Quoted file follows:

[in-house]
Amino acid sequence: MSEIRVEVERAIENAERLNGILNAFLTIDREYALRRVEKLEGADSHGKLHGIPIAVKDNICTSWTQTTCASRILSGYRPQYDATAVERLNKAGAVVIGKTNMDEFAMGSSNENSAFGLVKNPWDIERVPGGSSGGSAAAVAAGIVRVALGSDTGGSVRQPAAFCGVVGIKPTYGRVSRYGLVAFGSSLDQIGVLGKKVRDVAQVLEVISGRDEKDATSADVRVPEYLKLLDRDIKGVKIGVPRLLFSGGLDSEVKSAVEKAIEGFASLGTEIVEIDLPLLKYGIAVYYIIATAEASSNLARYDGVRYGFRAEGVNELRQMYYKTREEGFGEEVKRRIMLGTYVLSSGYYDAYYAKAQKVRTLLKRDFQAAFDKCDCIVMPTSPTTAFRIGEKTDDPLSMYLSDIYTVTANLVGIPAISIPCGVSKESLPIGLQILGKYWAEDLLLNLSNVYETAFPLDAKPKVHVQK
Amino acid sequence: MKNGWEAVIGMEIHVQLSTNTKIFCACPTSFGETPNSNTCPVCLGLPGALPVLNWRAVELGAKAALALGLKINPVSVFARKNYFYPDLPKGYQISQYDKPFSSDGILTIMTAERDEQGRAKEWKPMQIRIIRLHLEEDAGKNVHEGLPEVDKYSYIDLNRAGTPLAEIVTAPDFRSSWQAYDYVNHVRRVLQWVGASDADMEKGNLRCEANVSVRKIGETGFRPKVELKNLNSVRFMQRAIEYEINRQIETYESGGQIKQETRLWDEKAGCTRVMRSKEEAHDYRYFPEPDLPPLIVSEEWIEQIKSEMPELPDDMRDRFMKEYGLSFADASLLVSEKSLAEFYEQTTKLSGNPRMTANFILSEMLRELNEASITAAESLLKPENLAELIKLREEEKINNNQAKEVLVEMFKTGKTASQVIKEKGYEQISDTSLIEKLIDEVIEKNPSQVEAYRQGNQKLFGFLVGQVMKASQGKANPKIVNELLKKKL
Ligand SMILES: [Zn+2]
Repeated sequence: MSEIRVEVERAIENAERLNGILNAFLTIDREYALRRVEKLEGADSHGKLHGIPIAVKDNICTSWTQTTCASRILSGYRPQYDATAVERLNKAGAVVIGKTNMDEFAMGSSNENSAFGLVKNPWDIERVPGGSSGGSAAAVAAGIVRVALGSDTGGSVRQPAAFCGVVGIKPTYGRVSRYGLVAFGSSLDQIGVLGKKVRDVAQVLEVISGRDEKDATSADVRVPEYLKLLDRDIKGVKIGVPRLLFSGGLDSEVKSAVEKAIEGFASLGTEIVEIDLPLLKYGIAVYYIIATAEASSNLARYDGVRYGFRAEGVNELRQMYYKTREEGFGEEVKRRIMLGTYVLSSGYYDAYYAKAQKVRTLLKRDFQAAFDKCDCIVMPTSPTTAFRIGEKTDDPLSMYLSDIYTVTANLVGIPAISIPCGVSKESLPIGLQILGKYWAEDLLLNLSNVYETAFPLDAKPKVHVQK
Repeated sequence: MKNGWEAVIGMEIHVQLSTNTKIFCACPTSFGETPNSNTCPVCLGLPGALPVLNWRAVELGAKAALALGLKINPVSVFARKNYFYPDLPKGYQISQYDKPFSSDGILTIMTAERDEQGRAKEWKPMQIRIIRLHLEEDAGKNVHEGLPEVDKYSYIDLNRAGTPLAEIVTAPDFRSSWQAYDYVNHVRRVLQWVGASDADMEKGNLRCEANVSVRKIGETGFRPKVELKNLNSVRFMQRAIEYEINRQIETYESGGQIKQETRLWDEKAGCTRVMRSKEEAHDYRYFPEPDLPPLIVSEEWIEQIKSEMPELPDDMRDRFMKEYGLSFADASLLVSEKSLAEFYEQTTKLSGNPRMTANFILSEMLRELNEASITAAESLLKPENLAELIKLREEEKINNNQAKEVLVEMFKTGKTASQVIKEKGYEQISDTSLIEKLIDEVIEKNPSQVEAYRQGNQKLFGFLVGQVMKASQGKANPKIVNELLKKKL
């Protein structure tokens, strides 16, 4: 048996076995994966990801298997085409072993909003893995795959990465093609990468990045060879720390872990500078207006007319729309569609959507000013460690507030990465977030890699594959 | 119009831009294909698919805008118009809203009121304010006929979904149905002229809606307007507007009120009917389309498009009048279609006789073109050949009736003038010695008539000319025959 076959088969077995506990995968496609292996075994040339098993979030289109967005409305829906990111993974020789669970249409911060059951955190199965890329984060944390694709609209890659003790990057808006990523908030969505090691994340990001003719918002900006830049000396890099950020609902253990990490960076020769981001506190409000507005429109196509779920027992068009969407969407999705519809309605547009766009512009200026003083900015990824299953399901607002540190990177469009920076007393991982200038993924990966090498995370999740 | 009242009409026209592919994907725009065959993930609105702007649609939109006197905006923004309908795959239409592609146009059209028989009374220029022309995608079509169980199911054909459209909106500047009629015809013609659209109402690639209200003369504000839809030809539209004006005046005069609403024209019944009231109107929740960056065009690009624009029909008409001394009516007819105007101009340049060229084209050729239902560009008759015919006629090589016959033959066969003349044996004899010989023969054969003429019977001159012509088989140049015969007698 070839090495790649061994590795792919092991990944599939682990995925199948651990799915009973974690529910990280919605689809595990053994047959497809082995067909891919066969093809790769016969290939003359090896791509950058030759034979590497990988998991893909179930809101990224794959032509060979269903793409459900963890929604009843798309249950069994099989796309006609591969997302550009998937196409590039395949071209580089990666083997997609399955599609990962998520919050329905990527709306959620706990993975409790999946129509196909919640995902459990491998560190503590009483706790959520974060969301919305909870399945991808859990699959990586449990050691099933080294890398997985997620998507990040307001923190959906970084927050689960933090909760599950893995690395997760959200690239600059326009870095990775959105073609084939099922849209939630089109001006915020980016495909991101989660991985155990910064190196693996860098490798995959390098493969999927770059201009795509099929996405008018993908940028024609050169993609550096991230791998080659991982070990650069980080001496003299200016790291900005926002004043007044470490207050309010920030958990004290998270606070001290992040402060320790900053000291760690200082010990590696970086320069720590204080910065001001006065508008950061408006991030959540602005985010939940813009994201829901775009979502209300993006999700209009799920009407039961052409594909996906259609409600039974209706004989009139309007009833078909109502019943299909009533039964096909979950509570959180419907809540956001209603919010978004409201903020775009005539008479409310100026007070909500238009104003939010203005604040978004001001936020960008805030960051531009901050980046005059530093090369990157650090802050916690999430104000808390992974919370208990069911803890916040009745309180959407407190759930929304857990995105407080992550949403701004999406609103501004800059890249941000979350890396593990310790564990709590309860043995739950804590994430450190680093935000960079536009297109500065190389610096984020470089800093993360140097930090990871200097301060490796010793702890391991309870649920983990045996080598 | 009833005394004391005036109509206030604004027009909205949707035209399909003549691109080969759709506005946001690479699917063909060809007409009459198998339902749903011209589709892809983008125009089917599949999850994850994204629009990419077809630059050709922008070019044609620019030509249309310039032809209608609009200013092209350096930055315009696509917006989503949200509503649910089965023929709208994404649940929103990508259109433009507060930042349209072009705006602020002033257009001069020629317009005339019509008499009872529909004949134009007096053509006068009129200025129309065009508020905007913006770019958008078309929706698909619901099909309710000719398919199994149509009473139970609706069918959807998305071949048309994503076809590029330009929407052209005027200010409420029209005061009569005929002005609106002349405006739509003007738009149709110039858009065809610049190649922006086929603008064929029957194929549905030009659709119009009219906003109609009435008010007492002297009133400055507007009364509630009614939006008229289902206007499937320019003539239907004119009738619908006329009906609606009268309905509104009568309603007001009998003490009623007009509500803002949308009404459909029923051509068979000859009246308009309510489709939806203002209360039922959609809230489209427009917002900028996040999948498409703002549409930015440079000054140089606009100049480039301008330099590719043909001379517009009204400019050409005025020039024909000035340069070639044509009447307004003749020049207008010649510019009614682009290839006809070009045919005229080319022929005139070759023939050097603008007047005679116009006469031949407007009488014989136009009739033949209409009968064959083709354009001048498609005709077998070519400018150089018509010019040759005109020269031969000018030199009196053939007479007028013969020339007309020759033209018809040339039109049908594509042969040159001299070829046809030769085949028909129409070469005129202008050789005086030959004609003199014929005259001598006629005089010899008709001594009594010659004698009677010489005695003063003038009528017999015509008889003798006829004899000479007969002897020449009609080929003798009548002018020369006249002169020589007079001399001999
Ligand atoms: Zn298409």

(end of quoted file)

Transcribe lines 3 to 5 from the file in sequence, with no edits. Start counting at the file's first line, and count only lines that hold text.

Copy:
Amino acid sequence: MKNGWEAVIGMEIHVQLSTNTKIFCACPTSFGETPNSNTCPVCLGLPGALPVLNWRAVELGAKAALALGLKINPVSVFARKNYFYPDLPKGYQISQYDKPFSSDGILTIMTAERDEQGRAKEWKPMQIRIIRLHLEEDAGKNVHEGLPEVDKYSYIDLNRAGTPLAEIVTAPDFRSSWQAYDYVNHVRRVLQWVGASDADMEKGNLRCEANVSVRKIGETGFRPKVELKNLNSVRFMQRAIEYEINRQIETYESGGQIKQETRLWDEKAGCTRVMRSKEEAHDYRYFPEPDLPPLIVSEEWIEQIKSEMPELPDDMRDRFMKEYGLSFADASLLVSEKSLAEFYEQTTKLSGNPRMTANFILSEMLRELNEASITAAESLLKPENLAELIKLREEEKINNNQAKEVLVEMFKTGKTASQVIKEKGYEQISDTSLIEKLIDEVIEKNPSQVEAYRQGNQKLFGFLVGQVMKASQGKANPKIVNELLKKKL
Ligand SMILES: [Zn+2]
Repeated sequence: MSEIRVEVERAIENAERLNGILNAFLTIDREYALRRVEKLEGADSHGKLHGIPIAVKDNICTSWTQTTCASRILSGYRPQYDATAVERLNKAGAVVIGKTNMDEFAMGSSNENSAFGLVKNPWDIERVPGGSSGGSAAAVAAGIVRVALGSDTGGSVRQPAAFCGVVGIKPTYGRVSRYGLVAFGSSLDQIGVLGKKVRDVAQVLEVISGRDEKDATSADVRVPEYLKLLDRDIKGVKIGVPRLLFSGGLDSEVKSAVEKAIEGFASLGTEIVEIDLPLLKYGIAVYYIIATAEASSNLARYDGVRYGFRAEGVNELRQMYYKTREEGFGEEVKRRIMLGTYVLSSGYYDAYYAKAQKVRTLLKRDFQAAFDKCDCIVMPTSPTTAFRIGEKTDDPLSMYLSDIYTVTANLVGIPAISIPCGVSKESLPIGLQILGKYWAEDLLLNLSNVYETAFPLDAKPKVHVQK